Long, cold winter–all is forgiven! I can’t stay upset about the weather in Minnesota when the autumn has been so amazing. Yesterday at dusk the street by my house flooded with variegated colors of pumpkin orange, peach and pink. I enjoyed the horizon over the College Park tennis courts as I walked to catch a bus. I was joining friends for a visit to the Weisman Art Museum (WAM) at the University of Minnesota. Last night WAM threw a party called Wanderlust, a celebration of their fall exhibitions that all focus on travel whether by train, custom bike or imagination.
We got off the bus by Northrup Mall and saw strobe lights flashing. The view from one of the pedestrian bridges gave us a glimpse of photographers from the Art Department working to photograph a METRO Green Line train in the darkness. The inspiration is the current show of photos Trains that Passed in the Night: The Photographs of O. Wiston Link. A pioneer of night photgraphy in the 1950’s, Link also documented the last days of the steam locomotive with his stage lit photos of engines puffing by in the night.
We checked in for drinks and hors d’oeuvres in the lobby where there was live DJ music, a giant photo printer standing by to print the large format image of the Washington Avenue lightrail train after dark and several other intriguing art happenings. We were tempted to take a trip with Roger Niebor’s EXISTENTIA, a performance art travel agency that promised to help one devine life’s destination after a consultation. However we bypassed that in favor of the Cycle Saint shrine, an art work by Jessica Zeglin, a much quicker way to make a deep connection with one’s personal cycle saint. Mine is St. Salmon (for endurance) and I have a souvenir spoke card to prove it.
The bicycle theme relates to the gallery show Anishinaabensag Biimskowebshkigewag (Native Kids Ride Bikes). The seven bicycles that were created by artist Dylan Miner with students and urban native youth are the product of workshops that sought to impart sacred Anishinaabeg teachings and values along with Métis and Cayuse knowledge to the youth participants. The bicycles are shiny, beautiful and accesorized with materials and symbols that call to mind native dance regalia.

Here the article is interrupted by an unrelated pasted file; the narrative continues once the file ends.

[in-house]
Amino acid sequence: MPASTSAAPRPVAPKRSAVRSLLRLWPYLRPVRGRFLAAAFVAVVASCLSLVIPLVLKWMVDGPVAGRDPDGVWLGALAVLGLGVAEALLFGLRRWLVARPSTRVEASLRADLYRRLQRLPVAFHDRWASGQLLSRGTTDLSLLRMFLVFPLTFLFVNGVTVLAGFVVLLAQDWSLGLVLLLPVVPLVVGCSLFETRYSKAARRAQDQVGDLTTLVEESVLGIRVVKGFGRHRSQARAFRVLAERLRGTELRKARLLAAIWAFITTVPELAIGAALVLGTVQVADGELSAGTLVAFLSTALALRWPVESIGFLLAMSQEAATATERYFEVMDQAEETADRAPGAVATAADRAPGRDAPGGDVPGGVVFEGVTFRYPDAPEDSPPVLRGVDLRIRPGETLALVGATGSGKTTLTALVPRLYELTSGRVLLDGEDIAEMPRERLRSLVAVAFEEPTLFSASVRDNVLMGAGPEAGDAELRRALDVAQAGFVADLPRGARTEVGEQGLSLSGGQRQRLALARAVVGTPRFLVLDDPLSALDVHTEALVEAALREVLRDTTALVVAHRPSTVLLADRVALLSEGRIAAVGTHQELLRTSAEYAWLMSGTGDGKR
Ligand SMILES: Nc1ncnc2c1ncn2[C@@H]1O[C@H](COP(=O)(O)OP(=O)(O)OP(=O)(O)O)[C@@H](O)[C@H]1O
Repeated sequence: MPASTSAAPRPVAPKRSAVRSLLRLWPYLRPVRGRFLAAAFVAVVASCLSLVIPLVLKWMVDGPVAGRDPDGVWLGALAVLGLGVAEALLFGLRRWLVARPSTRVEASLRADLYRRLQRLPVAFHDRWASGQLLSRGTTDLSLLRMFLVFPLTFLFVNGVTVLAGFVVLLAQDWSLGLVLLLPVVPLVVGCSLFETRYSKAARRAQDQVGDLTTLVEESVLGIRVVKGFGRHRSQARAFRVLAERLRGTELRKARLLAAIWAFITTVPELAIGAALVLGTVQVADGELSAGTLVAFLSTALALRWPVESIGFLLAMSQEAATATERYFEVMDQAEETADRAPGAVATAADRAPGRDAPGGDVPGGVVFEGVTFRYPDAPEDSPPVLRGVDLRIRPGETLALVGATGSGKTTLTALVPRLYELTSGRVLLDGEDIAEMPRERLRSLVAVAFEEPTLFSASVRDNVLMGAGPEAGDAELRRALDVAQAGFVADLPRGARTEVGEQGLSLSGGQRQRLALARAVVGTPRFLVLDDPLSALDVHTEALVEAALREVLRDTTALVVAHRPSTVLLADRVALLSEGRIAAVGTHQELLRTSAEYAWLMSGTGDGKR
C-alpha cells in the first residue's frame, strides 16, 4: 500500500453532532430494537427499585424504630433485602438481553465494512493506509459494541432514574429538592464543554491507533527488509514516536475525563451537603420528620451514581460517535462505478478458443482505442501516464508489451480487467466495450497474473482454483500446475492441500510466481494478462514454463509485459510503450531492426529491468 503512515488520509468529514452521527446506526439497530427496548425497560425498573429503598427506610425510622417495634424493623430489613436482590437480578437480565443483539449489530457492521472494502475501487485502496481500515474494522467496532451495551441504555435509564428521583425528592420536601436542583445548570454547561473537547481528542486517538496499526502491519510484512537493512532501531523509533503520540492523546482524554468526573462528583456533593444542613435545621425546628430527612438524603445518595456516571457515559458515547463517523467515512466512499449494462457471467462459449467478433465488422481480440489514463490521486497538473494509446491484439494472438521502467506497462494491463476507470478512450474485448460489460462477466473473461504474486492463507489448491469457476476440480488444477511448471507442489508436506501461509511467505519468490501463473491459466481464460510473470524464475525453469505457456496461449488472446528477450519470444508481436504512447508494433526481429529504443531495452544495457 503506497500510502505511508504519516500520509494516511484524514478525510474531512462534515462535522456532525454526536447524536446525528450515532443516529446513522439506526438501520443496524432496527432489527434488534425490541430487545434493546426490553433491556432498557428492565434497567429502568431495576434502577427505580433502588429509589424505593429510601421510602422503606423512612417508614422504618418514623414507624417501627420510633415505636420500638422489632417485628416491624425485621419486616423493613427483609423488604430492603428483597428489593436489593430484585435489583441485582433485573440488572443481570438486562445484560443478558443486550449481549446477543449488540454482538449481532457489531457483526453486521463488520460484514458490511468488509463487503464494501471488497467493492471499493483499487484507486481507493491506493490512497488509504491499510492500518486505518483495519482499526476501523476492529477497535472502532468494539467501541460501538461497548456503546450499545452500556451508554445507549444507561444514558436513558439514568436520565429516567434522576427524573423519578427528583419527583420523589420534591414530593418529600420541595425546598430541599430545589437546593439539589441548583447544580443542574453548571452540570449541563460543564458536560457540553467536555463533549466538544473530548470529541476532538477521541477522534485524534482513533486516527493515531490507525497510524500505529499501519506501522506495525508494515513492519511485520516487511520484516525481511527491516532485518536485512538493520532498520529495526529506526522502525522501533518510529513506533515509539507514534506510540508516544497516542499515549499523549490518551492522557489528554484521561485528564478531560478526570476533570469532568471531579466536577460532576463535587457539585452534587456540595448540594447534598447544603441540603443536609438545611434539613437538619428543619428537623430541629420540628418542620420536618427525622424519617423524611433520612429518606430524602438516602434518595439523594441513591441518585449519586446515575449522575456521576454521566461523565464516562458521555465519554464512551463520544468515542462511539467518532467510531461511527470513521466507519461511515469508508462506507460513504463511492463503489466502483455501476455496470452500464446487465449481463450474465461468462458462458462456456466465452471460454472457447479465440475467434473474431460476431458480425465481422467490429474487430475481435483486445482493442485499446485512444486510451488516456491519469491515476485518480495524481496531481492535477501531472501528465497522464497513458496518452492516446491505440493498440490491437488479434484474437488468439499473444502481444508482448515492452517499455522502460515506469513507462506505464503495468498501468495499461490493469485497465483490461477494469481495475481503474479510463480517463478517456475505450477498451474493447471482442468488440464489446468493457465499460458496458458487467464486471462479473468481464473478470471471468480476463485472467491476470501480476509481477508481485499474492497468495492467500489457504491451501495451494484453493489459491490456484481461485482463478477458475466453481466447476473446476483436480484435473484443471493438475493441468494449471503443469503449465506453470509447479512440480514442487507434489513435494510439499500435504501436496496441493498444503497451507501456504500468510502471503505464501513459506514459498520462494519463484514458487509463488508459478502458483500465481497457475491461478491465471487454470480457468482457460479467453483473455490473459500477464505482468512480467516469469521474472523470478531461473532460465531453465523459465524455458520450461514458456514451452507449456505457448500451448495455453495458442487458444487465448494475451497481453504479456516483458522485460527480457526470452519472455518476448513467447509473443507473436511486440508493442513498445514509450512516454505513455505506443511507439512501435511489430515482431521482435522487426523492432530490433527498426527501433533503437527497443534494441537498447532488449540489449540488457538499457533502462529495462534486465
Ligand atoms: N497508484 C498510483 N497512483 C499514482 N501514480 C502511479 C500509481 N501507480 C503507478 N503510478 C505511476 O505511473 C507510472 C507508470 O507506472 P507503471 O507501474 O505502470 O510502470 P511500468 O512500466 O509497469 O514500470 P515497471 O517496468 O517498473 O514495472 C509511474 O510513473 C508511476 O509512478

There was also a super charming Lego display inspired by O. Winston Link photographs put together by the Greater Midwest Lego Train Club and Twin Cities Lego Train Club. It featured a working train track and light rail running through a townscape that included scenes from Link’s photos such as a station houses, rural settings and a drive-in movie. (Next on our list is a visit to the Minnesota Transportation Museum’s Jackson Street Roundhouse, where this train exhibit will move to next.)
The third show to see at WAM is Lust for Leisure a collection of beautiful travel posters from the 1920s to 1940s. I caught my own reflection in this poster for winter activities in state parks by Dorothy Waugh (1935). Waugh is noted for her minimal palette of colors and bold typography. This particular poster was printed using the photo-offset process, quite innovative at the time. I love the papercut sihouettes in cold weather action modes.